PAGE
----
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A Naturalists’ View: Brasso Venado

A Naturalists’ View: Brasso Venado

Posted by Shanelle Weir on September 04, 2014

The Trinidad and Tobago Field Naturalists’ Club visited Brasso Venado in central Trinidad during the month of July.

One of the highlights in this area is the Doppler weather radar station which sits atop one of the many hills in the area. Standing 20 metres high, the radar was constructed in 2008 and allows for the surveillance of weather at various ranges, up to a distance of 400 kilometres in all directions. 

The lights of the radar facility attract numerous insects at night, including this white-plaqued sphinx (Manduca albiplaga) which settled on some nearby vegetation. The colouration of this moth allows it to effectively camouflage itself when resting on lichen-covered surfaces or on the trunks of trees.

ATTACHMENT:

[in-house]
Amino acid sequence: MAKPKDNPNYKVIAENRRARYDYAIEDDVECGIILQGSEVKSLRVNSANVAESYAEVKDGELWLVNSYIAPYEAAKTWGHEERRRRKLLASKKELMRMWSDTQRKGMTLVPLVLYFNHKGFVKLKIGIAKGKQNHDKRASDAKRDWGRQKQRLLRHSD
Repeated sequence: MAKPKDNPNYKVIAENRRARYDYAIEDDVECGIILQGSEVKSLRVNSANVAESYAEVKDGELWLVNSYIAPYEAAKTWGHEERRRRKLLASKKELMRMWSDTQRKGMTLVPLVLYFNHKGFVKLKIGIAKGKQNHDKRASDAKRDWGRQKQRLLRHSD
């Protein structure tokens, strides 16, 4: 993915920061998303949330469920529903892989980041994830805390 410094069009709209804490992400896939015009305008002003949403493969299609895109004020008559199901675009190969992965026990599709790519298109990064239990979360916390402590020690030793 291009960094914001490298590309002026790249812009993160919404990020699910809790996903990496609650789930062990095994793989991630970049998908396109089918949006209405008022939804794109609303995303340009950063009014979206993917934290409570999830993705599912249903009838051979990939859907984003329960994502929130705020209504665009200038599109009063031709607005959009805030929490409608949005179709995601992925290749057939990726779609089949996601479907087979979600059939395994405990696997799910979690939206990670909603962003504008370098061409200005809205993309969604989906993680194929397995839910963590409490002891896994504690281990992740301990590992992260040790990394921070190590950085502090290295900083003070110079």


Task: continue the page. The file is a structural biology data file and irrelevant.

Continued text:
Perhaps attracted by the presence of these insects, this squirrel cuckoo (Piaya cayana) put in a brief appearance. These birds are so named on account of the way they swiftly move along the branches of trees as they hunt for beetles and other insect prey. 

Nearby is a waterfall which has no popular name. The volume of water in this waterfall tends to be quite low, but that can change rapidly during the rainy season, at which point the fall becomes quite a sight. 

For more information on our natural environment, you can contact the Trinidad and Tobago Field Naturalists’ Club at admin@ttfnc.org or visit our website at www.ttfnc.org. The Club’s next monthly meeting will be held on Thursday September 11 at St Mary’s College, PoS. Lecture: “Recording the biodiversity of TT” presented by Mike Rutherford of the UWI Zoology Museum.

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